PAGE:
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Why grammar doesn’t really matter

Why grammar doesn't really matter

“I really don’t like jargon, but I keep using it, and I hate it when I do”. That’s what an estate agent said to me yesterday, and I suspect he is not alone.

The trouble is, when trying to banish an industry word or phrase from your vocabulary without having a suitable replacement, it leaves a big hole in your sentence and you struggling to fill it. You need to practice to effect a change and, to achieve something entirely new, one has to break with convention.

As an example of sticking with convention, my partner is currently studying classic languages – Latin and Ancient Greek – and loves to give me the story behind words: why they are spelt like they are, why grammar is the way it is, and where the root of it all comes from. Although I’m a writer, I am absolutely and totally uninterested.

This isn’t because I’m a bad writer, or a bad person, or don’t know how to spell. It also doesn’t mean my use of punctuation is wholly inappropriate or that my sentences don’t make sense. It’s simply that I don’t like being bound by convention when writing text. So, by grammar, what I’m talking about is a conventional usage of words that go where you’d most expect them to go, and in a way most people will have already heard. In short, I’m always on the lookout for a new or unusual way of expression, or an unpredictable-but-sexy turn of phrase.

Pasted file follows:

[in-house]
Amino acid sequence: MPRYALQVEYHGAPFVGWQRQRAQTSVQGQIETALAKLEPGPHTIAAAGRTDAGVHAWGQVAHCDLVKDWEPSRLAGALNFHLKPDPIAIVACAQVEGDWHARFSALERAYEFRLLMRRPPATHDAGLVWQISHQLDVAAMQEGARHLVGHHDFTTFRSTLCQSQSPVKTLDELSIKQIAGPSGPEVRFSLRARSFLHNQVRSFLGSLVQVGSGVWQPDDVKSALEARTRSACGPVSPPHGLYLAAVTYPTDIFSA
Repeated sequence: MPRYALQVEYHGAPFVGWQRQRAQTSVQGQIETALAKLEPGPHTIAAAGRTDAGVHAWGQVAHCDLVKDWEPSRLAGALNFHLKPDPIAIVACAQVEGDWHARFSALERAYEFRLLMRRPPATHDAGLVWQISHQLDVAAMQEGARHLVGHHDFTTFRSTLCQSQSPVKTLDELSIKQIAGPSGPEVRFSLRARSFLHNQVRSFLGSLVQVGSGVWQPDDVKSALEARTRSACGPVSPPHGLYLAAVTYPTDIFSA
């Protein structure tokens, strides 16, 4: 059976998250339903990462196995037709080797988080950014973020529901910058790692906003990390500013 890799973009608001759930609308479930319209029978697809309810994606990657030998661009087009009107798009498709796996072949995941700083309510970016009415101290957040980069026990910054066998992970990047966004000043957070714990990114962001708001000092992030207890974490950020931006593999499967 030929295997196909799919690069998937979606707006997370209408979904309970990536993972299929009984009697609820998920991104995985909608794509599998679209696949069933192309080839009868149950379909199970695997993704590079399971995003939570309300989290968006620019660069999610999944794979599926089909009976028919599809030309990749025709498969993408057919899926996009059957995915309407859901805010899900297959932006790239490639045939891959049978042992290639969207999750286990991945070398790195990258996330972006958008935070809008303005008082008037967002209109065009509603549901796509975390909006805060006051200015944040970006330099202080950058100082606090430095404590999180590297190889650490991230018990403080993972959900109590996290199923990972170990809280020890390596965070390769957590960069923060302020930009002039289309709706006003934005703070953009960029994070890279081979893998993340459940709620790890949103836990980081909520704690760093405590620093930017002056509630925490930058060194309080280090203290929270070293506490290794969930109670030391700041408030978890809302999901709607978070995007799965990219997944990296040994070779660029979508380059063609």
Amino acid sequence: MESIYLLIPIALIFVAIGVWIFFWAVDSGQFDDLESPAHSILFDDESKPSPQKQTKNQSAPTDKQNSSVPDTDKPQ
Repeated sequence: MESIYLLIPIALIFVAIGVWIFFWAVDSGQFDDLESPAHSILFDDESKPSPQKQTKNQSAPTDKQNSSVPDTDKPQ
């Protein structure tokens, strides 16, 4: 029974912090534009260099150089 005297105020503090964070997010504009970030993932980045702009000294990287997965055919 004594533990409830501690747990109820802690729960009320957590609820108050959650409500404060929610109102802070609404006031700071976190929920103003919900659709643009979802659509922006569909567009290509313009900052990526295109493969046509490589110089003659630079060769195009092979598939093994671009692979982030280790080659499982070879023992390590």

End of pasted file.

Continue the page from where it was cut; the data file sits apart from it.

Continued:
This, of course, is one of the biggest challenges for estate agents, developers and property people: how not to sound like carbon copies of each other, when they’re all ultimately doing the same thing. This is the current biggest conversation I have with new and existing clients: they’re sick of saying the same old thing, and they really don’t want to sound like the other guy.

Right now, the worst culprit is the phrase: “we’re different”. It’s what almost every new client I speak to wants to say. And it’s a meaningless pair of words without serious qualification. What they usually mean is that they call people back, or they’re friendly, or they accompany all viewings. Well, alas, that’s not different anymore.

Yes, it’s different from the 1980s reputation of estate agents and a few sloppy companies who are left operating like sharks, but otherwise, estate agency has done a fairly good job of getting its act together and providing a decent level of customer service. Which of course makes it even more challenging when trying to say something new. If most estate agents are good, how do you stand out from the crowd?

That’s where the conversations start to get really interesting.

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